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Exposure to household tobacco smoke and risk of cancer morbidity and mortality: Analysis of data from the Afghanistan Demographic and Health Survey 2015
Authors: Dharma N. Bhatta, Robert A. Hiatt, Katherine Van Loon, and Stanton A. Glantz
Source: Preventive Medicine, 123: 217-224; DOI: 10.1016/j.ypmed.2019.03.044
Topic(s): Tobacco use
Country: Asia
Published: JUN 2019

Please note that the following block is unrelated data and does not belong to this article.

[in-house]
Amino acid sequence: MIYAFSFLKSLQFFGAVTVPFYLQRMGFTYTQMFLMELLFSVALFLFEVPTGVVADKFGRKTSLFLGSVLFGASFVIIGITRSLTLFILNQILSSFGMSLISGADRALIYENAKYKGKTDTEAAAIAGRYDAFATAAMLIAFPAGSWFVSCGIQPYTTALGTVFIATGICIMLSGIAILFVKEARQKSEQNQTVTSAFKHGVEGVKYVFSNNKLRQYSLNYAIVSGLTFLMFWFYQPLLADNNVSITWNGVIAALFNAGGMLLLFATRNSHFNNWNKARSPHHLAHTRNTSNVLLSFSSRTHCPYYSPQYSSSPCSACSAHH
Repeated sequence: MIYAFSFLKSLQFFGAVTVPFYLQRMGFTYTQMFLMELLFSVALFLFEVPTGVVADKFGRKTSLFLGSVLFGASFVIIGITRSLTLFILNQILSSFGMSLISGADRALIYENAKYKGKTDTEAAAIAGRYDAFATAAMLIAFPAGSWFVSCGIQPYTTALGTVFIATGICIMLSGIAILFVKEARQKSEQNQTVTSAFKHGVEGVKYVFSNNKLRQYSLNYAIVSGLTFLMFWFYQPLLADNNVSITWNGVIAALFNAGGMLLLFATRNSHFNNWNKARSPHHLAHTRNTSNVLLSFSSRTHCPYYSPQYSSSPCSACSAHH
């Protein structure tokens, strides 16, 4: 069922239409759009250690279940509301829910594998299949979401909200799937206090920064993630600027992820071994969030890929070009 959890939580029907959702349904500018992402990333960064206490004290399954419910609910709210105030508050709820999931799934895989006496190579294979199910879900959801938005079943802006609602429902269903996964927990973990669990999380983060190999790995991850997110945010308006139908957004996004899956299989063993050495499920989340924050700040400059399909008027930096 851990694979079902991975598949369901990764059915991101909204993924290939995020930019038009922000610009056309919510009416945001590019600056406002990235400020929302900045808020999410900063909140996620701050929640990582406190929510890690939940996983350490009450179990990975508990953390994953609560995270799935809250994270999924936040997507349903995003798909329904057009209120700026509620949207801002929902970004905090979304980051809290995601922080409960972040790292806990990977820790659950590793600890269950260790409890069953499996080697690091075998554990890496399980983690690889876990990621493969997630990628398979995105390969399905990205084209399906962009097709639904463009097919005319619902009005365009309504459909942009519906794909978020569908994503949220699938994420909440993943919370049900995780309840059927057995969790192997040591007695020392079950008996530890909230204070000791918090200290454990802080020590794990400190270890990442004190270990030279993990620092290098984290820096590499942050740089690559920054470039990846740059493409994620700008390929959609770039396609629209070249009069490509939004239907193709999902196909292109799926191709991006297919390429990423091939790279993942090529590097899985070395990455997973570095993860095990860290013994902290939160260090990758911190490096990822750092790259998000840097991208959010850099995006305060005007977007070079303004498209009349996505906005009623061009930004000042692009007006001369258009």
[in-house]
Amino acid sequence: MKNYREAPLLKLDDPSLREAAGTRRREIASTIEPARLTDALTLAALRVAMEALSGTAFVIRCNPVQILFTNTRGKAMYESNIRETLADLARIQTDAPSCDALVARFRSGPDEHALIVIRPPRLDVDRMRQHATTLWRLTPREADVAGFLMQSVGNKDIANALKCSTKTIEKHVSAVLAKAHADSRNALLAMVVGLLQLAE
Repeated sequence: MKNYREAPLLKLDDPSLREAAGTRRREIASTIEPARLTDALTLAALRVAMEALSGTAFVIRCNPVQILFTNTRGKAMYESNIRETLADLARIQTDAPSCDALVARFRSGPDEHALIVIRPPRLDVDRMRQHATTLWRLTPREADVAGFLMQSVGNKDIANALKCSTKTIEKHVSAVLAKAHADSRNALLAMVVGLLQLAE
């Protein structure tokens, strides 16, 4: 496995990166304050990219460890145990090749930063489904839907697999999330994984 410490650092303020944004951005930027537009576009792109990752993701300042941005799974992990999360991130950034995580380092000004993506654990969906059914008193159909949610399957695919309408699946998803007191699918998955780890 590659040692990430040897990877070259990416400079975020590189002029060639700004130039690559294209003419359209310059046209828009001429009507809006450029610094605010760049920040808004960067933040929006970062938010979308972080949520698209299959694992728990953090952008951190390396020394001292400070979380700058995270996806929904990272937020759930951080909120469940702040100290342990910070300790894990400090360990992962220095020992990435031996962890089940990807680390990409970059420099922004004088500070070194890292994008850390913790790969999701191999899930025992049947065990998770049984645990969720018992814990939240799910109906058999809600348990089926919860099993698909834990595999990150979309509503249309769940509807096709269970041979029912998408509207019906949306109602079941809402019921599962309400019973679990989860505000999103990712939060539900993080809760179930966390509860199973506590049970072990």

Abstract: Active and secondhand tobacco exposures are major causes of cancer. Cancer prevention efforts are particularly relevant in resource-constrained settings in which significant barriers to early detection and cancer treatments contribute to poor outcomes. We assess the associations between exposure to household tobacco smoke and cancer morbidity and mortality. We used household data from Afghanistan Demographic and Health Survey, which was a national cross-sectional survey that applied a two-stage stratified random sampling technique in 2015 and 2016. We performed regression analysis to estimate associations between exposure to household tobacco smoke and cancer morbidity and mortality at the household level. Exposure to household tobacco smoke was significantly associated with household reports of a history of any cancer (Adjusted Odds Ratio (AOR): 1.90; 95% Confidence Interval (CI): 1.44, 2.51), breast cancer (1.59; 1.00, 2.55), lung cancer (2.88; 1.58, 5.27), and liver cancer (2.56; 1.10, 5.96), compared to households with no tobacco smoke exposure. These associations persisted after controlling for household location, wealth index, type of cooking fuel used in house, and location of food preparation. Households in a rural location experienced significantly higher mortality of any cancer (4.40; 95% CI: 1.57, 12.38), breast cancer (2.91; 1.02, 8.25), and liver cancer (3.91; 1.29, 11.89) vs. those in an urban location. Exposure to household tobacco smoke is a risk factor for cancer morbidity in Afghanistan. Strategies to implement comprehensive smoking cessation and smoke free housing policies are urgently needed as primary cancer prevention strategy in Afghanistan and comparable resource-constrained settings.